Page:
Druggan-Forsythe-Iversen (DFI, Oxoid) as chromogenic agar was first developed for the purpose of detecting E. sakazakii (Cronobacter spp.) which was shown green colony color on DFI.

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Therefore, to summarize the results of this experiment, the optimal combination for detecting E. sakazakii (Cronobacter spp.) is to check whether positive or negative by the color of the colony with DFI agar, and to check whether it is E. sakazakii (Cronobacter spp.) or not by using real-time PCR at the same time. Then, if necessary, additional confirmation of green colonies on DFI agar by Rapid ID 32E method is considered to be able to accurately identify E. sakazakii (Cronobacter spp.).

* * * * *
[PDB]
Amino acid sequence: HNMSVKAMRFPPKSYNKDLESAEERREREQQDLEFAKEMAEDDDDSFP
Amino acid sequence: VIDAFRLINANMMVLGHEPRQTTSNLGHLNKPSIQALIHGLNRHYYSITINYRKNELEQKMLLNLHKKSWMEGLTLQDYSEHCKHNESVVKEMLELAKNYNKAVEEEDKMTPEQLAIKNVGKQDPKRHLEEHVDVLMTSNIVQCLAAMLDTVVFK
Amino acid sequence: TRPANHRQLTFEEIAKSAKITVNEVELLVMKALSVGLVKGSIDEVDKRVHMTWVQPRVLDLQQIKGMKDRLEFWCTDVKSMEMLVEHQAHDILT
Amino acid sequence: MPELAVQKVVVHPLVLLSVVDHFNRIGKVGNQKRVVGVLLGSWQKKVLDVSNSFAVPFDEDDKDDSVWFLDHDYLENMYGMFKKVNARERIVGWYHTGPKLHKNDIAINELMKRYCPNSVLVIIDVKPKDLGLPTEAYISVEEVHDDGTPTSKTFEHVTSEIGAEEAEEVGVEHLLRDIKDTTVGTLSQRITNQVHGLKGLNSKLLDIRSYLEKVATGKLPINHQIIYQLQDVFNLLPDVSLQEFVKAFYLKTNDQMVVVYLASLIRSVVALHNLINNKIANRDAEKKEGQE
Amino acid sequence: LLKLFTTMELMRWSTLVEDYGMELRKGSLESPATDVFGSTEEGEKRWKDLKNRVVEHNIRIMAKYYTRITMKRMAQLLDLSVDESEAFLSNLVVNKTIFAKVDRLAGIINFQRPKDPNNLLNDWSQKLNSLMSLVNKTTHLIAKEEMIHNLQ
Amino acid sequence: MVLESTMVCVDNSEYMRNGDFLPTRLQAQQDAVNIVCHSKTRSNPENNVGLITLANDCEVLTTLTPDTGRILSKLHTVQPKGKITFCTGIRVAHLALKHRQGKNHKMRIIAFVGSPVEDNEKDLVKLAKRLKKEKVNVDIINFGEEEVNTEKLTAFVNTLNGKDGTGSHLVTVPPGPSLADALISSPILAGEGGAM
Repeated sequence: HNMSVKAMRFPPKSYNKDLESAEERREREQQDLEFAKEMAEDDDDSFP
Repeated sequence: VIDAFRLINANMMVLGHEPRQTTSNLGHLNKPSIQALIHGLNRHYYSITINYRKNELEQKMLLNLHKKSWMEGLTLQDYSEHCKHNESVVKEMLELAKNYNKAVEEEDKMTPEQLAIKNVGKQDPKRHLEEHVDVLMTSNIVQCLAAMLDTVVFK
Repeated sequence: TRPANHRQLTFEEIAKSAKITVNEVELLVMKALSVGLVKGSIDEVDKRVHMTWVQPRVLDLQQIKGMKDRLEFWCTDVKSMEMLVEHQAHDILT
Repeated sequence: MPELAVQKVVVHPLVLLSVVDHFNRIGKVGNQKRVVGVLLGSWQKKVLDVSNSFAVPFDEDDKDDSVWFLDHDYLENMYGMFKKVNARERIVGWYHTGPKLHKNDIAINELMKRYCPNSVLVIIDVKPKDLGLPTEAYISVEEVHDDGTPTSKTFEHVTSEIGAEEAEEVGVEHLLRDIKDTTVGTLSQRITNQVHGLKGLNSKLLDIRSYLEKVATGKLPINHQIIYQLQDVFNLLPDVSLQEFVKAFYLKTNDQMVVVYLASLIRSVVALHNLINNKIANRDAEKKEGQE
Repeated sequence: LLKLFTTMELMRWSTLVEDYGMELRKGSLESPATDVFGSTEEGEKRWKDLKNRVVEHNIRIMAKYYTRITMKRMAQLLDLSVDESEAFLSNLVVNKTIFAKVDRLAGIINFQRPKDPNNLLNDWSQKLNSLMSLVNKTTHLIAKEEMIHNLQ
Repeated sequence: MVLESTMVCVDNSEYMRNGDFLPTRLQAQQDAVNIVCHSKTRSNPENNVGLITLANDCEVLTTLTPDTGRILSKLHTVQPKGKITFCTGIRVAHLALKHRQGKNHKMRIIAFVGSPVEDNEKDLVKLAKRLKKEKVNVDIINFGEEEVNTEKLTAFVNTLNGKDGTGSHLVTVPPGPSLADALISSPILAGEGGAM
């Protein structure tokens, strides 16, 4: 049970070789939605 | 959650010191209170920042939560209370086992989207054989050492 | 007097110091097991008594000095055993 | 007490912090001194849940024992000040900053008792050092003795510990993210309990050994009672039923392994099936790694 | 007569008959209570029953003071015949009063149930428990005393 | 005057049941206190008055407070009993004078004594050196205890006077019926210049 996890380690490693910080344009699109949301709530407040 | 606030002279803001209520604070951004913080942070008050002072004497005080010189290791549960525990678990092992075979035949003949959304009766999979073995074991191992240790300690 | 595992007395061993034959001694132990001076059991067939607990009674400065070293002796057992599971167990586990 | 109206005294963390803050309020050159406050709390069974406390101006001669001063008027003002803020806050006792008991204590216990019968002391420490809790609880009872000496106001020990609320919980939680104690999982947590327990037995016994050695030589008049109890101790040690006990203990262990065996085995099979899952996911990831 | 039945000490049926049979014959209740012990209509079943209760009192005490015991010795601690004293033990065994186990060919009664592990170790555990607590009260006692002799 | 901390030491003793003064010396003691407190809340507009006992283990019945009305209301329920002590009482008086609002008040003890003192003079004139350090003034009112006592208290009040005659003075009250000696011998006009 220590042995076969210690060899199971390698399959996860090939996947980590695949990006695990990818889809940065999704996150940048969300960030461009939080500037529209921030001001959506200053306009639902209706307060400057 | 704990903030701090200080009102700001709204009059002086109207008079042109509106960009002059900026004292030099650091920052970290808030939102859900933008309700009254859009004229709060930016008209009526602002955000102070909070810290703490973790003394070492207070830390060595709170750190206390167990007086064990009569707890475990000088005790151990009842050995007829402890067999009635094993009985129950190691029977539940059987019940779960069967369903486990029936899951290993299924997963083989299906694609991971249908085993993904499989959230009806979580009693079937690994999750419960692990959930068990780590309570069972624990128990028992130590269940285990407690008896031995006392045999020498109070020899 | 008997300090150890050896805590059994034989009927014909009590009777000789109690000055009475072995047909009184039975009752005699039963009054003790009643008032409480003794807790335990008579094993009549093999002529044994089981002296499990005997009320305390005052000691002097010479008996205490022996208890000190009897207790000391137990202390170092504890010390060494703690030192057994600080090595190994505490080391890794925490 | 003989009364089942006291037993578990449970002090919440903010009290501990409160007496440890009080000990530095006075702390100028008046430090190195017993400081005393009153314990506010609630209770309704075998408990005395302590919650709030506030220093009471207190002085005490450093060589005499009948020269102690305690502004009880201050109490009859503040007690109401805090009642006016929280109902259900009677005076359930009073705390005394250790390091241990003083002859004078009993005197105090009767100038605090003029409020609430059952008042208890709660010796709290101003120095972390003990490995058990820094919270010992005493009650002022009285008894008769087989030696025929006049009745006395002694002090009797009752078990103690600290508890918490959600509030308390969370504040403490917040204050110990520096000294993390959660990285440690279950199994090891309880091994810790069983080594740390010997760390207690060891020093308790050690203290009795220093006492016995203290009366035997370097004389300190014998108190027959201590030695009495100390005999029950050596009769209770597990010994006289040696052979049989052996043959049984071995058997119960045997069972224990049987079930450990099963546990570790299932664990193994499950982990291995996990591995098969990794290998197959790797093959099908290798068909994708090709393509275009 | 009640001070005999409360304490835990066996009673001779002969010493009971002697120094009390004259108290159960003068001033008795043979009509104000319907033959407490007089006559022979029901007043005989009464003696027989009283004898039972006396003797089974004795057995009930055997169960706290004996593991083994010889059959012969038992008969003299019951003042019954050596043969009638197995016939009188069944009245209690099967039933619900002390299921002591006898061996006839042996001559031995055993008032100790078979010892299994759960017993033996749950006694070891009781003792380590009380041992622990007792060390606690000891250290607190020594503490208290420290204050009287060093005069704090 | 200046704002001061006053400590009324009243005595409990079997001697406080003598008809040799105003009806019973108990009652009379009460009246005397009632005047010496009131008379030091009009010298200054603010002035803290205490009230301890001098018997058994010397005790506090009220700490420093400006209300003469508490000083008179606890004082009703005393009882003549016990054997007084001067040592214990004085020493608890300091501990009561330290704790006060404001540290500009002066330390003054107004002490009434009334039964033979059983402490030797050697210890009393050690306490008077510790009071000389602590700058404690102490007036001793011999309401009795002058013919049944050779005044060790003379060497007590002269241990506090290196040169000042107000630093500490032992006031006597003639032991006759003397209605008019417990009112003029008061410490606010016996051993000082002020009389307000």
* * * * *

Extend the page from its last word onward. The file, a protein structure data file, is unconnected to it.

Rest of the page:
In order to detect E. sakazakii (Cronobacter spp.) within 24 hours, the method of determining whether positive or negative for E. sakazakii (Cronobacter spp.) is positive or negative with various newly developed devices such as real-time PCR in the enrichment medium for 6 hours after starting the enrichment culture broth is considered very important. In particular, securing a large number of bacteria is the biggest challenge in order to confirm positive or negative of E. sakazakii (Cronobacter spp.) in the enriched culture broth for 6 hours. Therefore, the centrifugation technique, which is a method commonly used in Escherichia coli testing, was applied to the detection of E. sakazakii (Cronobacter spp.) [14]. Therefore, the enrichment culture was started for the samples to which various concentrations of E. sakazakii (Cronobacter spp.) were added, and the enriched culture broth was centrifuged at 6 hours and 24 hours, respectively, and those without centrifugation were compared with each other (Table 3).